The Donkey In the Well
There was a parable that I once heard that I would like to share with you about a stubborn, old donkey.
A farmer owned a donkey that was very old, tired and had exceeded his usefulness. At that time the farmer also had a well that had dried up, for that year it had been very hot. So, to take care of both problems the farmer decided to take the donkey and throw it into the well and bury it. As the farmer began to shovel the dirt into well, the donkey began to get covered with the dirt. But, instead of giving up, the donkey shook off the dirt and stepped onto the dirt packing it down firmly beneath its hooves. After a few hours, the donkey was finally close enough to the top and was able to jump out of the well. The farmer so impressed by the donkey’s willingness to live that he treated the donkey with dignity and respect until its natural death.
I know that this is just a parable and the circumstances are unusual but the idea behind it is very powerful. In this parable we have a few elements that I would like to expand on:
The first is the donkey and any and all of us can be the donkey. As we get older, we get stubborn and more set in our ways, we are not willing to listen nor change and we are not willing to open our hearts to anything. We believe that we have done enough and give up fighting for what we believe in, or we fight for what we believe in and we are so stubborn we believe that our way is the only way. There are many ways of being stubborn, two of the main ones are either from ignorance or from pride. Either way being stubborn is, in my opinion, a grave error even to the point of a sin. As time goes on the circumstances of the world begin to bury us in different ways. We close our minds to what God has to say when we are so stubborn that we don’t allow the Holy Spirit to flow through us. We are, in many ways, either the proverbial donkey or the literal donkey.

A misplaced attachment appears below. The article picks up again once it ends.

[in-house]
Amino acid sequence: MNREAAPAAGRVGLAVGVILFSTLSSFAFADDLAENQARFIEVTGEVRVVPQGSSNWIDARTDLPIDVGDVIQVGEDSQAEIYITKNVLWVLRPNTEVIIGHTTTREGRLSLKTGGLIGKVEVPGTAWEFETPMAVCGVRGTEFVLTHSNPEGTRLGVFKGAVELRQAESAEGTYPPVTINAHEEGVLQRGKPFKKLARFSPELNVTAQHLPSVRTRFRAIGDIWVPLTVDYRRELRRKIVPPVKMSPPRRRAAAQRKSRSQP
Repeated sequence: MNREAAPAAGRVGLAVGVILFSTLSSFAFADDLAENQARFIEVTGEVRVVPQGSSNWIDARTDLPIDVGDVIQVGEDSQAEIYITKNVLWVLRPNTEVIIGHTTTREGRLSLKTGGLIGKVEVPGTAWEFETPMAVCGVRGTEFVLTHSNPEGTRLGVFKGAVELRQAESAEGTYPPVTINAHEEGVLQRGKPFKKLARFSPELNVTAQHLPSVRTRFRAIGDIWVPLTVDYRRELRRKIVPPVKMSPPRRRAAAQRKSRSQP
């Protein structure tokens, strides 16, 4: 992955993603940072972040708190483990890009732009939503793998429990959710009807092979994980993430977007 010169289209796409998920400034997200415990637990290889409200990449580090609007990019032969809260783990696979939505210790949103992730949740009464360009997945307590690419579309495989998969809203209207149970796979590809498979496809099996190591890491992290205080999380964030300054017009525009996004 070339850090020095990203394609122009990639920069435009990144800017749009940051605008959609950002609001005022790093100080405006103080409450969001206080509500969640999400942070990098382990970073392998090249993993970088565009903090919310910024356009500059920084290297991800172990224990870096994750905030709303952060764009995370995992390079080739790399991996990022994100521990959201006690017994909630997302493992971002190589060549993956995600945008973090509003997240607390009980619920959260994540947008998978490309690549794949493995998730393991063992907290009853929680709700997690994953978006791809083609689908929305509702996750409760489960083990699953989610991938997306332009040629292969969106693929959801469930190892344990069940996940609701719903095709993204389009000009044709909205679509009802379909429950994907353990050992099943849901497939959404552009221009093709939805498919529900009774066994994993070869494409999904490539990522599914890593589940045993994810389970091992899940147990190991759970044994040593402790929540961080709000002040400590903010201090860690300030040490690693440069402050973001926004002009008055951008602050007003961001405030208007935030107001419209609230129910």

The second aspect of the parable is the well. There are two ways to look at the well. Being thrown into a well would be a terrifying experience. Being in a place where there is no way out. You can climb out, or you can go forward, backward, left or right in circles. And, digging down would only put you deeper into the ground. All you can do is scream and attempt to get someone’s attention, but most of the time screams go unheard and people end up dying in the well. The walls of the well become that last thing you ever see. You look at your circumstances and see the end and a life with no hope. There is no one above you throwing down a rope, or there is no one trying to bury you! The first way of looking at the well is hopeless, the second is not.
Now, the second aspect of the well is also terrifying, but the second aspect has hope. In this aspect we have someone above you. Either someone finds you and repels down to you to help you out, or someone throws down a rope to pull you out or gives you the opportunity to climb out. The final is having the farmer, as the parable explains burying you inside the well. The well becomes the world. Sometimes we are at the bottom and we see no one helping us. We see the walls, we see a way out but we decide that the bottom of the well is the final place we will be. We get comfortable with being at the bottom. We accept our circumstances and we give up and die.
Sometimes we are at the bottom of the well and people come to help us. They come to us or they throw out a line to reel us back in. Some of us see our circumstances and grab on to the much needed help and allow ourselves to be pulled out of doom. We see that God sends us many ways of help. Either He will send someone, or He Himself will come to our aid. Either way we have to reach out and take the aid. Sometimes, however, help comes, the rope gets thrown down, even Christ comes and we choose to be stubborn. We deny the help, we reject the truth and we turn our backs on the gifts of God. We allow the circumstances to dictate our lives and we give up and die.